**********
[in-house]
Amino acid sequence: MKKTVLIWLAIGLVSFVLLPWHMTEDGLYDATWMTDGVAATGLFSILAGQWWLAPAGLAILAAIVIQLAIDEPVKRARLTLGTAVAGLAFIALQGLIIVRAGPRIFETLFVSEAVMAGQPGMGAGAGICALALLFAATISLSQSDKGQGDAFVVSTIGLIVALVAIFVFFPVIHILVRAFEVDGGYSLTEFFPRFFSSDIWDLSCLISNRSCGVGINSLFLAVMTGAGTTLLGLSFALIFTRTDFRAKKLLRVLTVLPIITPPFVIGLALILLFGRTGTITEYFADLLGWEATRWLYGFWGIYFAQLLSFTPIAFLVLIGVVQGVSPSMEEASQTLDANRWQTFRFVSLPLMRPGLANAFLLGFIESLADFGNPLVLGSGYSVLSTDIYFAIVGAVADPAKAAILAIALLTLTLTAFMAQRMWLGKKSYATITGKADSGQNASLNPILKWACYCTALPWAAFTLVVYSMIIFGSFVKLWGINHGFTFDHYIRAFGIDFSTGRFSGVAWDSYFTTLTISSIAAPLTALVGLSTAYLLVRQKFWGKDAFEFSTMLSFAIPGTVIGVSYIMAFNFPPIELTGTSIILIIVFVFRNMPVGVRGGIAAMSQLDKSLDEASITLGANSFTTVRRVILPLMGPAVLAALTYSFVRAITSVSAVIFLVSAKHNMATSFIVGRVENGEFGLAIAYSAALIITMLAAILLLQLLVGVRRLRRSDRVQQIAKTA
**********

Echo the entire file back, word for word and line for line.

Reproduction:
[in-house]
Amino acid sequence: MKKTVLIWLAIGLVSFVLLPWHMTEDGLYDATWMTDGVAATGLFSILAGQWWLAPAGLAILAAIVIQLAIDEPVKRARLTLGTAVAGLAFIALQGLIIVRAGPRIFETLFVSEAVMAGQPGMGAGAGICALALLFAATISLSQSDKGQGDAFVVSTIGLIVALVAIFVFFPVIHILVRAFEVDGGYSLTEFFPRFFSSDIWDLSCLISNRSCGVGINSLFLAVMTGAGTTLLGLSFALIFTRTDFRAKKLLRVLTVLPIITPPFVIGLALILLFGRTGTITEYFADLLGWEATRWLYGFWGIYFAQLLSFTPIAFLVLIGVVQGVSPSMEEASQTLDANRWQTFRFVSLPLMRPGLANAFLLGFIESLADFGNPLVLGSGYSVLSTDIYFAIVGAVADPAKAAILAIALLTLTLTAFMAQRMWLGKKSYATITGKADSGQNASLNPILKWACYCTALPWAAFTLVVYSMIIFGSFVKLWGINHGFTFDHYIRAFGIDFSTGRFSGVAWDSYFTTLTISSIAAPLTALVGLSTAYLLVRQKFWGKDAFEFSTMLSFAIPGTVIGVSYIMAFNFPPIELTGTSIILIIVFVFRNMPVGVRGGIAAMSQLDKSLDEASITLGANSFTTVRRVILPLMGPAVLAALTYSFVRAITSVSAVIFLVSAKHNMATSFIVGRVENGEFGLAIAYSAALIITMLAAILLLQLLVGVRRLRRSDRVQQIAKTA